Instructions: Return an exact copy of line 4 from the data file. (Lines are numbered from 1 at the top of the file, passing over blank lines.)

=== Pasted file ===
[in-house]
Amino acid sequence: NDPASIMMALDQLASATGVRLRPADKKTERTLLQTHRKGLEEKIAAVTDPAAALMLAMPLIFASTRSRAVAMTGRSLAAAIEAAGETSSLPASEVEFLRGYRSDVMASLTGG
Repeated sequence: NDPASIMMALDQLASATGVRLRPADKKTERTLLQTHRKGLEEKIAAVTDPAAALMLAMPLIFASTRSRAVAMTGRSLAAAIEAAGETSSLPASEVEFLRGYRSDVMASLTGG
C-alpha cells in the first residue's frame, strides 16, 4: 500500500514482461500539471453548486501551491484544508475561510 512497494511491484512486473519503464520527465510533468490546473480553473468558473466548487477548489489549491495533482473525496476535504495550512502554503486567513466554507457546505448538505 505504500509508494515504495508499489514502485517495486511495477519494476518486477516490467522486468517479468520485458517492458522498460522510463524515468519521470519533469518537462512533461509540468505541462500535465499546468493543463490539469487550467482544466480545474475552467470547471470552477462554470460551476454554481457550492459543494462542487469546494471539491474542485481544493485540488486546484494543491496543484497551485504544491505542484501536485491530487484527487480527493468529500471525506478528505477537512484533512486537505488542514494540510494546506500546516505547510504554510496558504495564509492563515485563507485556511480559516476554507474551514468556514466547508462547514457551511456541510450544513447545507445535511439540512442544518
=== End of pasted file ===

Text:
C-alpha cells in the first residue's frame, strides 16, 4: 500500500514482461500539471453548486501551491484544508475561510 512497494511491484512486473519503464520527465510533468490546473480553473468558473466548487477548489489549491495533482473525496476535504495550512502554503486567513466554507457546505448538505 505504500509508494515504495508499489514502485517495486511495477519494476518486477516490467522486468517479468520485458517492458522498460522510463524515468519521470519533469518537462512533461509540468505541462500535465499546468493543463490539469487550467482544466480545474475552467470547471470552477462554470460551476454554481457550492459543494462542487469546494471539491474542485481544493485540488486546484494543491496543484497551485504544491505542484501536485491530487484527487480527493468529500471525506478528505477537512484533512486537505488542514494540510494546506500546516505547510504554510496558504495564509492563515485563507485556511480559516476554507474551514468556514466547508462547514457551511456541510450544513447545507445535511439540512442544518